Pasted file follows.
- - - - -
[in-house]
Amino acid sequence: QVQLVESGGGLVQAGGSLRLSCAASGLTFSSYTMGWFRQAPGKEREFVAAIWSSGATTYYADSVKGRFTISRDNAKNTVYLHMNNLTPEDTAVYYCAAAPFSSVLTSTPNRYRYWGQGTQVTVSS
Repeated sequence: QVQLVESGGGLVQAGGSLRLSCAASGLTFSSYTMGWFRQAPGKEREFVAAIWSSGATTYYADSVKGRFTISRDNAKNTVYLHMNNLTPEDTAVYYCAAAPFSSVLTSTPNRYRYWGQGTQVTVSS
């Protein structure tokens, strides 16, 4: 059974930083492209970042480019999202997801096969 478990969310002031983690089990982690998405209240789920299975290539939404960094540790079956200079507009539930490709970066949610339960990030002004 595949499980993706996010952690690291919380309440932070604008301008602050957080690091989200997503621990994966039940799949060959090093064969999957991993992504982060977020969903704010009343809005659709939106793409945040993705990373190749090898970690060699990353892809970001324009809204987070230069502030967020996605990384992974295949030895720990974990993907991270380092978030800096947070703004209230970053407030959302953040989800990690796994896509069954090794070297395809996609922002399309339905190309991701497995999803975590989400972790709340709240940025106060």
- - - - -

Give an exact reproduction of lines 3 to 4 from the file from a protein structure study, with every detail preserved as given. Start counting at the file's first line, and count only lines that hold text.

Repeated sequence: QVQLVESGGGLVQAGGSLRLSCAASGLTFSSYTMGWFRQAPGKEREFVAAIWSSGATTYYADSVKGRFTISRDNAKNTVYLHMNNLTPEDTAVYYCAAAPFSSVLTSTPNRYRYWGQGTQVTVSS
């Protein structure tokens, strides 16, 4: 059974930083492209970042480019999202997801096969 478990969310002031983690089990982690998405209240789920299975290539939404960094540790079956200079507009539930490709970066949610339960990030002004 595949499980993706996010952690690291919380309440932070604008301008602050957080690091989200997503621990994966039940799949060959090093064969999957991993992504982060977020969903704010009343809005659709939106793409945040993705990373190749090898970690060699990353892809970001324009809204987070230069502030967020996605990384992974295949030895720990974990993907991270380092978030800096947070703004209230970053407030959302953040989800990690796994896509069954090794070297395809996609922002399309339905190309991701497995999803975590989400972790709340709240940025106060």